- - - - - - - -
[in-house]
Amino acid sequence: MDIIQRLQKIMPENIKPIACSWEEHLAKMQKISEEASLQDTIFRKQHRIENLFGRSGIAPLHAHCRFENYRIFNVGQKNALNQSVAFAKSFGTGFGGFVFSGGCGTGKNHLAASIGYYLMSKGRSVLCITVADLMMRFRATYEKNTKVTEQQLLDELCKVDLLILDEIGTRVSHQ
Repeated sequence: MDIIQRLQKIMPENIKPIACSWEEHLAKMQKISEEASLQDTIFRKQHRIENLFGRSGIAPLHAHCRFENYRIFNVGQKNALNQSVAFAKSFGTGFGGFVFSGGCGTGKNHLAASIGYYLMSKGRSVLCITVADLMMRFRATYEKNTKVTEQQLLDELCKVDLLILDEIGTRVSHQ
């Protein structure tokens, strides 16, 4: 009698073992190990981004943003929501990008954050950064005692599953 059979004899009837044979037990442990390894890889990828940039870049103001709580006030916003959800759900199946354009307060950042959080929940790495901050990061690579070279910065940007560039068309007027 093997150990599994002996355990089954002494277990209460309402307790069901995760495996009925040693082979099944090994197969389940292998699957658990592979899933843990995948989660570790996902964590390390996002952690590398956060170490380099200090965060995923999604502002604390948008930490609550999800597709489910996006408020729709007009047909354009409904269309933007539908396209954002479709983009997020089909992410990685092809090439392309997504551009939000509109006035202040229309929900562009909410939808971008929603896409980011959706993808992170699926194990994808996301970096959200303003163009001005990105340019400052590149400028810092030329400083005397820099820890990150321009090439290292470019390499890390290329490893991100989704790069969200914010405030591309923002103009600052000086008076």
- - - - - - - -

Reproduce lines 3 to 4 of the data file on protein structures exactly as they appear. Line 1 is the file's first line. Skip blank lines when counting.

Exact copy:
Repeated sequence: MDIIQRLQKIMPENIKPIACSWEEHLAKMQKISEEASLQDTIFRKQHRIENLFGRSGIAPLHAHCRFENYRIFNVGQKNALNQSVAFAKSFGTGFGGFVFSGGCGTGKNHLAASIGYYLMSKGRSVLCITVADLMMRFRATYEKNTKVTEQQLLDELCKVDLLILDEIGTRVSHQ
């Protein structure tokens, strides 16, 4: 009698073992190990981004943003929501990008954050950064005692599953 059979004899009837044979037990442990390894890889990828940039870049103001709580006030916003959800759900199946354009307060950042959080929940790495901050990061690579070279910065940007560039068309007027 093997150990599994002996355990089954002494277990209460309402307790069901995760495996009925040693082979099944090994197969389940292998699957658990592979899933843990995948989660570790996902964590390390996002952690590398956060170490380099200090965060995923999604502002604390948008930490609550999800597709489910996006408020729709007009047909354009409904269309933007539908396209954002479709983009997020089909992410990685092809090439392309997504551009939000509109006035202040229309929900562009909410939808971008929603896409980011959706993808992170699926194990994808996301970096959200303003163009001005990105340019400052590149400028810092030329400083005397820099820890990150321009090439290292470019390499890390290329490893991100989704790069969200914010405030591309923002103009600052000086008076």